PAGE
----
Plant projects that optimize flow measurement accuracy can result in significant cost savings while offering quality improvements and even a competitive advantage. The accurate measurement of gases, steam, liquids and slurries is critically important in oil and gas production, pipelines, refineries and many other types of petrochemical plants.
Unfortunately, the measurement of flow is often an afterthought—especially in many plant expansion, equipment upgrades and retrofit projects. The selection and placement of flow switches and flowmeters requires careful advance thought. Choosing the wrong flow sensing technology for an application or placing the flow instrument in the wrong location too closely to pumps or valves can eliminate potential cost savings and it frequently results in unnecessary replacement or relocation projects.
Careful planning for new or upgrade flow instrumentation in a company's process, however, offers many advantages:
- Reduced initial instrument installation costs and faster startup;
- Lower energy costs to run burners, boilers, fans or ovens;
- More efficient consumption of process gases, such as chlorine or nitrogen;
- Lowering the consumption of process water and wastewater; and
- Less frequent plant maintenance and equipment replacement.
Every plant in a perfect world would have an instrumentation engineer on staff who is familiar with all the different flow technologies on the market, has experience applying them in multiple processes or industries, enough budget to buy the best equipment and a great maintenance team to do the installation.
The best and most effective ways to optimize the plant’s flow instrumentation can be summed up with four broad guidelines:
- Be sure to select the appropriate flow sensing technology for the process media;
- Think ahead, in advance about the installation and maintenance requirements;
- Don’t forget to consider the impact of other equipment near flow instrumentation; and
- Anticipate the need for a flow conditioner or flow straightener to ensure accuracy.
Technologies for flow measurement
The first consideration when choosing a flow sensing technology should always be the process media to be measured: air, gas, steam, liquid or slurries. There is no “one size fits all,” meaning all flow sensing technologies perform best in one or two media, such as gas or liquids. For example, some sensor technologies will measure slurries—and some won’t at all.
The industry’s major flow sensing technologies available include coriolis (mass), differential pressure, electromagnetic, positive displacement, thermal (mass), turbine, ultrasonic, variable area and vortex shedding.
Potential installation problems
One of the most common issues when installing flow instruments, especially flowmeters, is an inadequate straight run upstream and downstream from the instrument. In advance of making any hard decisions about a particular flowmeter, consult the manufacturer’s specification to determine the necessary straight pipe run. Failure to do so often results in a “do not pass go” situation and not achieving a “first-time right” solution.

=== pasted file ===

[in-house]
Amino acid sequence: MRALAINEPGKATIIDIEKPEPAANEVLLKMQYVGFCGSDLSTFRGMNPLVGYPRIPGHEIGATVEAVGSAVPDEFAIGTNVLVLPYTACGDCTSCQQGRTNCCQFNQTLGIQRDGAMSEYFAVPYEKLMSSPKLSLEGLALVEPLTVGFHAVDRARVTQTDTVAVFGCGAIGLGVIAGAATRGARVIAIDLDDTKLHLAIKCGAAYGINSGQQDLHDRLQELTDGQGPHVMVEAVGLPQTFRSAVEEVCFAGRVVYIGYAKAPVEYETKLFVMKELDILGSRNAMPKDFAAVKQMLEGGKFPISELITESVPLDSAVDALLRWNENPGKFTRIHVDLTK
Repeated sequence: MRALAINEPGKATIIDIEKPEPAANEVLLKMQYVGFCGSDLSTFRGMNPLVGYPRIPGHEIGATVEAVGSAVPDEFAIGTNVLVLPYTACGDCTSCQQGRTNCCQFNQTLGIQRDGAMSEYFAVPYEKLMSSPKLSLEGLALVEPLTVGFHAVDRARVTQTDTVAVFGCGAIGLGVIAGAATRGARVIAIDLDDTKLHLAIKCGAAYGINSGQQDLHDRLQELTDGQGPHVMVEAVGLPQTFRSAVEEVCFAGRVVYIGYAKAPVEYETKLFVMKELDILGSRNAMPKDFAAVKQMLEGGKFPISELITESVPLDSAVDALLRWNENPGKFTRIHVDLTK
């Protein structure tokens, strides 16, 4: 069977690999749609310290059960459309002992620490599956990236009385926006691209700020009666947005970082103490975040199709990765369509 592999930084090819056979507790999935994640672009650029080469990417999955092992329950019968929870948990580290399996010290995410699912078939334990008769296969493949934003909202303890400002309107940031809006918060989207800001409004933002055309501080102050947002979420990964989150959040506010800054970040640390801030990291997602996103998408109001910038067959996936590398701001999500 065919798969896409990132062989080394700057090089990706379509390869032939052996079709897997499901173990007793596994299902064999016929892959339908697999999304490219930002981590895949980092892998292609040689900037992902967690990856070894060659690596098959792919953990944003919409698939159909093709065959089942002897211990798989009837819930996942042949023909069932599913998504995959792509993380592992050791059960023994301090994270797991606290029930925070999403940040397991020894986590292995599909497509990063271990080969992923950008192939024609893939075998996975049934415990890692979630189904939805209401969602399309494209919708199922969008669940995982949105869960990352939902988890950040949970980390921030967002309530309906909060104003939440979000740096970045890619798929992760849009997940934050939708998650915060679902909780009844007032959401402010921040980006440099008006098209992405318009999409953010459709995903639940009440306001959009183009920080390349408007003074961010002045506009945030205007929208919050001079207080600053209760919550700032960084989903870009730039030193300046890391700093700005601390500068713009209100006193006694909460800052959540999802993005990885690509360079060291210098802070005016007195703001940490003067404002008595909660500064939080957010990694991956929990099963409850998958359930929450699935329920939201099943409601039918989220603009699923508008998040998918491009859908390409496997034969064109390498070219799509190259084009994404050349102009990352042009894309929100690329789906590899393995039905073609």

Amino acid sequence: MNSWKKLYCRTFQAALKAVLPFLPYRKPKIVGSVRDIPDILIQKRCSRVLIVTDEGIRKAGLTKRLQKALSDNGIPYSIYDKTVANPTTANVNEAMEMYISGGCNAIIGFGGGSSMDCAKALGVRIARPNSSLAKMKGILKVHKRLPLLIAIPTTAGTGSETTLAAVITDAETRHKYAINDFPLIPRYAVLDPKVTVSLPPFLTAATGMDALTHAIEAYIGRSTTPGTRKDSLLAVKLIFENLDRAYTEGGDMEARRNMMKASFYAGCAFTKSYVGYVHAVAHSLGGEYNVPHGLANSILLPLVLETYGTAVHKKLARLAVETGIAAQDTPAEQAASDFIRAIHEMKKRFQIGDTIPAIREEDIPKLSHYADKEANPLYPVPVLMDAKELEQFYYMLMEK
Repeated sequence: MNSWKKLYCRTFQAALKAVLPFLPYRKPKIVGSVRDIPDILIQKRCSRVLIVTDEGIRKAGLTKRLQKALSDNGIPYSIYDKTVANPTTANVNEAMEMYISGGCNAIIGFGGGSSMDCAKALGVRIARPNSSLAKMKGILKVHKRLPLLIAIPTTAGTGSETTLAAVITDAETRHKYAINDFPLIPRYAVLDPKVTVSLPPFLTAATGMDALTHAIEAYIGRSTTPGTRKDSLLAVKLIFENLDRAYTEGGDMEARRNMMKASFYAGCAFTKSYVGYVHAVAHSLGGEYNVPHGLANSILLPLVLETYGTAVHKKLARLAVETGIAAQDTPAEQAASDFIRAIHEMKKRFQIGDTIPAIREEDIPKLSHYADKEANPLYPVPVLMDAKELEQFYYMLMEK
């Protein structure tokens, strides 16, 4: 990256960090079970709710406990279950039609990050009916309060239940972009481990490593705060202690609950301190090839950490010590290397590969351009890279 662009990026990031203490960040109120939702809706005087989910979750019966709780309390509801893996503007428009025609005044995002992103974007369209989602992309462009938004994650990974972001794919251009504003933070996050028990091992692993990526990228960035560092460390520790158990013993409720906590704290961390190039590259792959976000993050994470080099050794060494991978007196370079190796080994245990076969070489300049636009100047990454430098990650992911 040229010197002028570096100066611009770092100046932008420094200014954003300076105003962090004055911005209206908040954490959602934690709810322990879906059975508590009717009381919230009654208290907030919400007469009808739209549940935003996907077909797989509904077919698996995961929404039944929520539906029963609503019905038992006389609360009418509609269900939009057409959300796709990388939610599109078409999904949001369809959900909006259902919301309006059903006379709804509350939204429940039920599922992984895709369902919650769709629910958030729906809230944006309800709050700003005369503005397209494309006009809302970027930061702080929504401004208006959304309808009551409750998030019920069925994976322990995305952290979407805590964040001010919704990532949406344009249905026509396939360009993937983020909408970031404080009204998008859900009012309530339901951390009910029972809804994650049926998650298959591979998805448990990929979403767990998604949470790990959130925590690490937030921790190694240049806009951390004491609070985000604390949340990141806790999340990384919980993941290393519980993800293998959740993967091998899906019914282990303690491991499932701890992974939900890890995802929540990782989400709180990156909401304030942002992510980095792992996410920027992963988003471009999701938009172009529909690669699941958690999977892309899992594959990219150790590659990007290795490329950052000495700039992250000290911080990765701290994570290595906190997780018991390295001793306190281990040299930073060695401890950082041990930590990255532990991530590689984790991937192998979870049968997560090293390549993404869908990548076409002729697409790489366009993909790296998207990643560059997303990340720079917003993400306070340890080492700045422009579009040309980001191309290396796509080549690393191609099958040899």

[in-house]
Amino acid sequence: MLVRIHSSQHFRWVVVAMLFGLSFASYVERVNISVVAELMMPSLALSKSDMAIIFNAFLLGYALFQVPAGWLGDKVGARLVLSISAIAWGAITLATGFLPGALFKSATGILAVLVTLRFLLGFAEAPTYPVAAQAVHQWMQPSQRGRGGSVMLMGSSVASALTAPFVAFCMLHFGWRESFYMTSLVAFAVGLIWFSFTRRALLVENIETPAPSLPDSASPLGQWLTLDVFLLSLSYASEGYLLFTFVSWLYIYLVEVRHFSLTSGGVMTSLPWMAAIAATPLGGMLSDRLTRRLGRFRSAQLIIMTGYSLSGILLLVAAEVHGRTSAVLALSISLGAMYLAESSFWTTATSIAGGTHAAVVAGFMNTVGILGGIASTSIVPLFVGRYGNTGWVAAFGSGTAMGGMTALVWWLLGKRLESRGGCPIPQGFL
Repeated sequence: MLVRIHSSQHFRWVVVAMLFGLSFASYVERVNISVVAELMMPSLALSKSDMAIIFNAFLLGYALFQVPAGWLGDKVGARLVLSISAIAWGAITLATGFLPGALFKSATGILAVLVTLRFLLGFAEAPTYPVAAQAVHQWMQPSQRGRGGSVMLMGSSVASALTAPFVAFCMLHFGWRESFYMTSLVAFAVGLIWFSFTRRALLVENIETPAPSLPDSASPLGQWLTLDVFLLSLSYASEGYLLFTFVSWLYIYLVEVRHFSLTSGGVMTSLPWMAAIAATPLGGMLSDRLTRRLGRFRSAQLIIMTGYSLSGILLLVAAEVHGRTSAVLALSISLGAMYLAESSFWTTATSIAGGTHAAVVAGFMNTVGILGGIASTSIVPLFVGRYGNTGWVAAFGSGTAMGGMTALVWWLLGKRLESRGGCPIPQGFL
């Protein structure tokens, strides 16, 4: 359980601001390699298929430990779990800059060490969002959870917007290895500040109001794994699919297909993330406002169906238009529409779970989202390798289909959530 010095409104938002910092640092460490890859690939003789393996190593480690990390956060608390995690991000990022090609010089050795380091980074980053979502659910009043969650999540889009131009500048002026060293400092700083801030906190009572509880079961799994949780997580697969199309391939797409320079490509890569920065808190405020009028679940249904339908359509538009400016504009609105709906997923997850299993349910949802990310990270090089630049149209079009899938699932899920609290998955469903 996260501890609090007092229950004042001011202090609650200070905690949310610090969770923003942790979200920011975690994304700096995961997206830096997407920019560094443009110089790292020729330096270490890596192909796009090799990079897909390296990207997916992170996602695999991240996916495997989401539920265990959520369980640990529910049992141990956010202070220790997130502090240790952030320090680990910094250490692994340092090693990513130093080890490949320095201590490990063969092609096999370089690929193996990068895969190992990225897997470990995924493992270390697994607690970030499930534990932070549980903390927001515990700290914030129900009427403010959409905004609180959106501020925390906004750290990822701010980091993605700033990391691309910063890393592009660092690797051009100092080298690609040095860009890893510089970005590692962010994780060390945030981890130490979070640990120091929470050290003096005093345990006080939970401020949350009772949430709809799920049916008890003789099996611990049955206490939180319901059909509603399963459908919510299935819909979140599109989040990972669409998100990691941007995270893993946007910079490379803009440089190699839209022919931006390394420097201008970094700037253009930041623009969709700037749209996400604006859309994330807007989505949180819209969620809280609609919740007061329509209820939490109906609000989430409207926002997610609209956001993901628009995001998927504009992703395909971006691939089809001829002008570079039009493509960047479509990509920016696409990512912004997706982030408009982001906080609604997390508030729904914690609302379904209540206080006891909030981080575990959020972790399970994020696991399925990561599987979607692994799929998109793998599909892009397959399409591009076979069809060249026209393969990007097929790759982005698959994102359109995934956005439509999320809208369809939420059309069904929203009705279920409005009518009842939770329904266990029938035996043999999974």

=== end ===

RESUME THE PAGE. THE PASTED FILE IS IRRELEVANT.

Nearby piping elbows, expansions or reductions, and/or or spiral piping in close proximity to flow and other instrumentation often further exacerbates the problem of inadequate straight runs. High-density equipment layouts without enough space and poor piping layouts all work together to alter the process media’s tangential, radial and axial velocity vectors. The final result is flow disturbances, including swirl, jetting and velocity profile distortions.
When flow disturbances are created in pipelines, there is a high probability of a significant impact on the performance of flowmeters, pumps and other equipment. For example, with flowmeters, the irregular flow of process material adversely affects the accuracy and repeatability of many of the most popular flow sensing technologies: differential pressure, turbine, magnetic, thermal, ultrasonic and vortex shedding. Depending on the flow sensing technology, the straight pipe run requirements for flowmeters varies from 10 to 20 or more diameters.
To reduce the impact of swirl and other flow disturbances in the pipe on flow measurement accuracy, one of the simplest and most effective solutions is the use of flow conditioners. With the addition of a flow conditioner in the process stream, it is often possible to increase the accuracy and/or repeatability of a flow instrument by 50% or more.
Thermal mass flowmeters with the addition of a flow conditioner, for example, can be optimized to perform at ±1% accuracy instead of their standard ±2% accuracy. That type of accuracy improvement can lead to large savings in controlling expensive natural gas fed burners for plant boilers over a year’s period of time.
There are many different kinds of flow conditioner technologies: